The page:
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Article: Are errors differentiable from deceptive responses when feigning memory impairment? An fMRI study

TitleAre errors differentiable from deceptive responses when feigning memory impairment? An fMRI study
Authors
Issue Date2009
PublisherAcademic Press. The Journal's web site is located at http://www.elsevier.com/locate/b&c
Citation
Brain And Cognition, 2009, v. 69 n. 2, p. 406-412 How to Cite?
AbstractPrevious neuroimaging studies have suggested that the neural activity associated with truthful recall, with false memory, and with feigned memory impairment are different from one another. Here, we report a functional magnetic resonance imaging (fMRI) study that addressed an important but yet unanswered question: Is the neural activity associated with intentional faked responses and with errors differentiable? Using a word list learning recognition paradigm, the findings of this mixed event-related fMRI study clearly indicated that the brain activity associated with intentional faked responses was different to the activity associated with errors committed unintentionally. For intentional faked responses, significant activation was found in the ventrolateral prefrontal cortex, the posterior cingulate region, and the precuneus. However, no significant activation was observed for unintentional errors. The results suggest that deception, in terms of feigning memory impairment, is not only more cognitively demanding than making unintentional errors but also utilizes different cognitive processes. © 2008 Elsevier Inc. All rights reserved.
Persistent Identifierhttp://hdl.handle.net/10722/60755
ISSN
2015 Impact Factor: 2.399
2015 SCImago Journal Rankings: 1.511
ISI Accession Number ID
References

 

DC FieldValueLanguage
dc.contributor.authorLee, TMCen_HK
dc.contributor.authorAu, RKCen_HK
dc.contributor.authorLiu, HLen_HK
dc.contributor.authorTing, KHen_HK
dc.contributor.authorHuang, CMen_HK
dc.contributor.authorChan, CCHen_HK
dc.date.accessioned2010-05-31T04:17:50Z-
dc.date.available2010-05-31T04:17:50Z-
dc.date.issued2009en_HK
dc.identifier.citationBrain And Cognition, 2009, v. 69 n. 2, p. 406-412en_HK
dc.identifier.issn0278-2626en_HK
dc.identifier.urihttp://hdl.handle.net/10722/60755-
dc.description.abstractPrevious neuroimaging studies have suggested that the neural activity associated with truthful recall, with false memory, and with feigned memory impairment are different from one another. Here, we report a functional magnetic resonance imaging (fMRI) study that addressed an important but yet unanswered question: Is the neural activity associated with intentional faked responses and with errors differentiable? Using a word list learning recognition paradigm, the findings of this mixed event-related fMRI study clearly indicated that the brain activity associated with intentional faked responses was different to the activity associated with errors committed unintentionally. For intentional faked responses, significant activation was found in the ventrolateral prefrontal cortex, the posterior cingulate region, and the precuneus. However, no significant activation was observed for unintentional errors. The results suggest that deception, in terms of feigning memory impairment, is not only more cognitively demanding than making unintentional errors but also utilizes different cognitive processes. © 2008 Elsevier Inc. All rights reserved.en_HK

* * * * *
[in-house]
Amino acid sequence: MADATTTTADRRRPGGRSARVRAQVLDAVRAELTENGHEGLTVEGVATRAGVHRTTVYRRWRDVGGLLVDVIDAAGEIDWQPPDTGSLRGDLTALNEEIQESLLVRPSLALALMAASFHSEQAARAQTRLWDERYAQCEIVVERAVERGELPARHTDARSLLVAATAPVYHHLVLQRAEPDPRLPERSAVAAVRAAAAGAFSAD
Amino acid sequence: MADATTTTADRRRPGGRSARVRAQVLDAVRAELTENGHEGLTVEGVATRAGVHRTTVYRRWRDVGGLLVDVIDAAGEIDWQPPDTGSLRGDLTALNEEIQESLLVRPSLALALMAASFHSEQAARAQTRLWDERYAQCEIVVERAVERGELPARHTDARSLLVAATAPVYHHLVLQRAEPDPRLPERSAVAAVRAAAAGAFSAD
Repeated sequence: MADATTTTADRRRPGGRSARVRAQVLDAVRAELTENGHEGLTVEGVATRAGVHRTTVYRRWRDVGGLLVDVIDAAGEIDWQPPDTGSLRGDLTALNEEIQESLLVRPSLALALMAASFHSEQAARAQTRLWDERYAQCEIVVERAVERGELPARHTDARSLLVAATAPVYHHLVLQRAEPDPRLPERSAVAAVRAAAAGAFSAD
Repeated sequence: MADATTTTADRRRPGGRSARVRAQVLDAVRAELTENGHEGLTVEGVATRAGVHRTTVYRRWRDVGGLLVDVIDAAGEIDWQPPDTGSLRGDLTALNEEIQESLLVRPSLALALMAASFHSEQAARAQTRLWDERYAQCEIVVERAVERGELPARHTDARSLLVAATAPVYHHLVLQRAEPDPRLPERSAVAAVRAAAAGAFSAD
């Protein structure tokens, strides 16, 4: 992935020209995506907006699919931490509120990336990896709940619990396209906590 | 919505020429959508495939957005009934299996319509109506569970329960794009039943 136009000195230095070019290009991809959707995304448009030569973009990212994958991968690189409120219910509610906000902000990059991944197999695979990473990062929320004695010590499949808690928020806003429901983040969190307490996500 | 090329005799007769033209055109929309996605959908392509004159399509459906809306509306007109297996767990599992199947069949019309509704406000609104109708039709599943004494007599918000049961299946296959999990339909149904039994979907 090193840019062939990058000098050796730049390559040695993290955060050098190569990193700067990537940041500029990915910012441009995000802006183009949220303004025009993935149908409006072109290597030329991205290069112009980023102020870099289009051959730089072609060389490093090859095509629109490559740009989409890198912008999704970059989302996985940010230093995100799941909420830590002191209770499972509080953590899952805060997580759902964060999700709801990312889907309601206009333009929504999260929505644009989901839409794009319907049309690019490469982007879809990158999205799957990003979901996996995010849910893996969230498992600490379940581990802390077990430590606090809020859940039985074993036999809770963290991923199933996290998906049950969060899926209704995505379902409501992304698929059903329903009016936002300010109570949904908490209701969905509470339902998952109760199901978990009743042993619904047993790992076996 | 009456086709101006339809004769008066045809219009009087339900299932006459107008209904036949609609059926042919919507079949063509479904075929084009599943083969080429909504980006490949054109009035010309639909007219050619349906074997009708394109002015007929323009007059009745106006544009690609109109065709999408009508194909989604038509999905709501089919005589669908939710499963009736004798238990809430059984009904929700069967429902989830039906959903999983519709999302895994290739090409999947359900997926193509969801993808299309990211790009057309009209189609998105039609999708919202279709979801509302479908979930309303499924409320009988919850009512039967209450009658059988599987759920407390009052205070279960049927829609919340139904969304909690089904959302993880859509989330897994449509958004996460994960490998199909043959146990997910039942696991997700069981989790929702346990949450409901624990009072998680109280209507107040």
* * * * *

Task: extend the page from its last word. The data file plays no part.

dc.languageengen_HK
dc.publisherAcademic Press. The Journal's web site is located at http://www.elsevier.com/locate/b&cen_HK
dc.relation.ispartofBrain and Cognitionen_HK
dc.subject.meshAdulten_HK
dc.subject.meshAnalysis of Varianceen_HK
dc.subject.meshBrain - physiologyen_HK
dc.subject.meshBrain Mappingen_HK
dc.subject.meshDeceptionen_HK
dc.subject.meshHumansen_HK
dc.subject.meshMagnetic Resonance Imagingen_HK
dc.subject.meshMaleen_HK
dc.subject.meshMemory Disorders - physiopathologyen_HK
dc.subject.meshReaction Timeen_HK
dc.subject.meshRecognition (Psychology) - physiologyen_HK
dc.subject.meshSemanticsen_HK
dc.subject.meshYoung Adulten_HK
dc.titleAre errors differentiable from deceptive responses when feigning memory impairment? An fMRI studyen_HK
dc.typeArticleen_HK
dc.identifier.openurlhttp://library.hku.hk:4550/resserv?sid=HKU:IR&issn=0278-2626&volume=69&spage=406&epage=412&date=2009&atitle=Are+errors+differentiable+from+deceptive+responses+when+feigning+memory+impairment?+An+fMRI+studyen_HK
dc.identifier.emailLee, TMC:tmclee@hku.hken_HK
dc.identifier.authorityLee, TMC=rp00564en_HK
dc.description.naturelink_to_subscribed_fulltext-
dc.identifier.doi10.1016/j.bandc.2008.09.002en_HK
dc.identifier.pmid18938008en_HK
dc.identifier.scopuseid_2-s2.0-59349109590en_HK
dc.identifier.hkuros154449en_HK
dc.relation.referenceshttp://www.scopus.com/mlt/select.url?eid=2-s2.0-59349109590&selection=ref&src=s&origin=recordpageen_HK
dc.identifier.volume69en_HK
dc.identifier.issue2en_HK
dc.identifier.spage406en_HK
dc.identifier.epage412en_HK
dc.identifier.isiWOS:000263581900021-
dc.publisher.placeUnited Statesen_HK
dc.identifier.scopusauthoridLee, TMC=7501437381en_HK
dc.identifier.scopusauthoridAu, RKC=25228211000en_HK
dc.identifier.scopusauthoridLiu, HL=7409756284en_HK
dc.identifier.scopusauthoridTing, KH=52264694300en_HK
dc.identifier.scopusauthoridHuang, CM=24334976500en_HK
dc.identifier.scopusauthoridChan, CCH=16244174500en_HK

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